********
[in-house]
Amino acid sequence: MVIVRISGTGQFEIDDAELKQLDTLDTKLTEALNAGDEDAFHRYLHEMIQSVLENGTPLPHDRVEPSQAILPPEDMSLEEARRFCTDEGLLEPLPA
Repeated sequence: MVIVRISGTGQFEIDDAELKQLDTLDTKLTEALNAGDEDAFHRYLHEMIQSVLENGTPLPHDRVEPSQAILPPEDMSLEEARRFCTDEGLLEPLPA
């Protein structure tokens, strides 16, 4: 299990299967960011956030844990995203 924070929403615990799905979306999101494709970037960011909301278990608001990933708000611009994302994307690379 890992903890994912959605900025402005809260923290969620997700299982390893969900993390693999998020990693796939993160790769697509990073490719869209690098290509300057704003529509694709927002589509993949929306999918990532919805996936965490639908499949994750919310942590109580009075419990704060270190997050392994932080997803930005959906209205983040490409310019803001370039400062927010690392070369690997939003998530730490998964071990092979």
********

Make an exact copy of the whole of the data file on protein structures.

[in-house]
Amino acid sequence: MVIVRISGTGQFEIDDAELKQLDTLDTKLTEALNAGDEDAFHRYLHEMIQSVLENGTPLPHDRVEPSQAILPPEDMSLEEARRFCTDEGLLEPLPA
Repeated sequence: MVIVRISGTGQFEIDDAELKQLDTLDTKLTEALNAGDEDAFHRYLHEMIQSVLENGTPLPHDRVEPSQAILPPEDMSLEEARRFCTDEGLLEPLPA
């Protein structure tokens, strides 16, 4: 299990299967960011956030844990995203 924070929403615990799905979306999101494709970037960011909301278990608001990933708000611009994302994307690379 890992903890994912959605900025402005809260923290969620997700299982390893969900993390693999998020990693796939993160790769697509990073490719869209690098290509300057704003529509694709927002589509993949929306999918990532919805996936965490639908499949994750919310942590109580009075419990704060270190997050392994932080997803930005959906209205983040490409310019803001370039400062927010690392070369690997939003998530730490998964071990092979």